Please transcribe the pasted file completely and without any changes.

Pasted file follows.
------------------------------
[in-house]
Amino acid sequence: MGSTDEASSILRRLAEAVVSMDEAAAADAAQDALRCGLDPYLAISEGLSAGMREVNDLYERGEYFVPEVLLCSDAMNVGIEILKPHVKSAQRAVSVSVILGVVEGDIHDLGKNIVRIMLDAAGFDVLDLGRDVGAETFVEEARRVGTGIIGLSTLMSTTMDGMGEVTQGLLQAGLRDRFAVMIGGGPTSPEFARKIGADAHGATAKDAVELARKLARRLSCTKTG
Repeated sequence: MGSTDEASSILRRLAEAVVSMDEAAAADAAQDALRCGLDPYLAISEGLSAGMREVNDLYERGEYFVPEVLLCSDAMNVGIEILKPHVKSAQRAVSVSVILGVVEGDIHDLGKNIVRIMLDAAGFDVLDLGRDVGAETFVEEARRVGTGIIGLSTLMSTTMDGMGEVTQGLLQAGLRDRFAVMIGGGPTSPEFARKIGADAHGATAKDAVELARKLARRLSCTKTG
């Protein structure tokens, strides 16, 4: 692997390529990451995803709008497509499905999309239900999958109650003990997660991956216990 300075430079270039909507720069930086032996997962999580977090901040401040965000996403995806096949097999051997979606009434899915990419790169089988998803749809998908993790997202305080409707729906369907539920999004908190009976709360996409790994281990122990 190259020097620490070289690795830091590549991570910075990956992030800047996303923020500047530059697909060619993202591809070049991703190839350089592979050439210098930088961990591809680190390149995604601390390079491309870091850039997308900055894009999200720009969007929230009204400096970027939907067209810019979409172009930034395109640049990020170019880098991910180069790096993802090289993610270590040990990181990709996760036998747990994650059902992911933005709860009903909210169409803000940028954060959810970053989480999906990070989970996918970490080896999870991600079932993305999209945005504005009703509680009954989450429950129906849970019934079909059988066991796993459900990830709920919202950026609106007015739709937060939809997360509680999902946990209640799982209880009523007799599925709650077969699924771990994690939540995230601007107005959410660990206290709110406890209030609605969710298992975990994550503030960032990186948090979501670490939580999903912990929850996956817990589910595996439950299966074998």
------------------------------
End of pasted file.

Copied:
[in-house]
Amino acid sequence: MGSTDEASSILRRLAEAVVSMDEAAAADAAQDALRCGLDPYLAISEGLSAGMREVNDLYERGEYFVPEVLLCSDAMNVGIEILKPHVKSAQRAVSVSVILGVVEGDIHDLGKNIVRIMLDAAGFDVLDLGRDVGAETFVEEARRVGTGIIGLSTLMSTTMDGMGEVTQGLLQAGLRDRFAVMIGGGPTSPEFARKIGADAHGATAKDAVELARKLARRLSCTKTG
Repeated sequence: MGSTDEASSILRRLAEAVVSMDEAAAADAAQDALRCGLDPYLAISEGLSAGMREVNDLYERGEYFVPEVLLCSDAMNVGIEILKPHVKSAQRAVSVSVILGVVEGDIHDLGKNIVRIMLDAAGFDVLDLGRDVGAETFVEEARRVGTGIIGLSTLMSTTMDGMGEVTQGLLQAGLRDRFAVMIGGGPTSPEFARKIGADAHGATAKDAVELARKLARRLSCTKTG
């Protein structure tokens, strides 16, 4: 692997390529990451995803709008497509499905999309239900999958109650003990997660991956216990 300075430079270039909507720069930086032996997962999580977090901040401040965000996403995806096949097999051997979606009434899915990419790169089988998803749809998908993790997202305080409707729906369907539920999004908190009976709360996409790994281990122990 190259020097620490070289690795830091590549991570910075990956992030800047996303923020500047530059697909060619993202591809070049991703190839350089592979050439210098930088961990591809680190390149995604601390390079491309870091850039997308900055894009999200720009969007929230009204400096970027939907067209810019979409172009930034395109640049990020170019880098991910180069790096993802090289993610270590040990990181990709996760036998747990994650059902992911933005709860009903909210169409803000940028954060959810970053989480999906990070989970996918970490080896999870991600079932993305999209945005504005009703509680009954989450429950129906849970019934079909059988066991796993459900990830709920919202950026609106007015739709937060939809997360509680999902946990209640799982209880009523007799599925709650077969699924771990994690939540995230601007107005959410660990206290709110406890209030609605969710298992975990994550503030960032990186948090979501670490939580999903912990929850996956817990589910595996439950299966074998």